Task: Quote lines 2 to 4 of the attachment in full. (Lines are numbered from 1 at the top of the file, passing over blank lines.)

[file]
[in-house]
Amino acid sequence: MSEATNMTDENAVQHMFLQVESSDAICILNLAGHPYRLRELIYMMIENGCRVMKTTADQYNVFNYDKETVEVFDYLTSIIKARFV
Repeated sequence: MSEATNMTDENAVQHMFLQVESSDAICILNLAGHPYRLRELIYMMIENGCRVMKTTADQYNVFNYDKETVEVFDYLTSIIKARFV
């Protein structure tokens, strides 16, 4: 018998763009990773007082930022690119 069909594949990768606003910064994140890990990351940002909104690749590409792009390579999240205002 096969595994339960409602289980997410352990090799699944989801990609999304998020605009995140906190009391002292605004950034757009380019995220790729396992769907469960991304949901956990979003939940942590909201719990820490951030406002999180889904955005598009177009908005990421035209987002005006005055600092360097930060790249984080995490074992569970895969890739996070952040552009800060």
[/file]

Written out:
Amino acid sequence: MSEATNMTDENAVQHMFLQVESSDAICILNLAGHPYRLRELIYMMIENGCRVMKTTADQYNVFNYDKETVEVFDYLTSIIKARFV
Repeated sequence: MSEATNMTDENAVQHMFLQVESSDAICILNLAGHPYRLRELIYMMIENGCRVMKTTADQYNVFNYDKETVEVFDYLTSIIKARFV
């Protein structure tokens, strides 16, 4: 018998763009990773007082930022690119 069909594949990768606003910064994140890990990351940002909104690749590409792009390579999240205002 096969595994339960409602289980997410352990090799699944989801990609999304998020605009995140906190009391002292605004950034757009380019995220790729396992769907469960991304949901956990979003939940942590909201719990820490951030406002999180889904955005598009177009908005990421035209987002005006005055600092360097930060790249984080995490074992569970895969890739996070952040552009800060």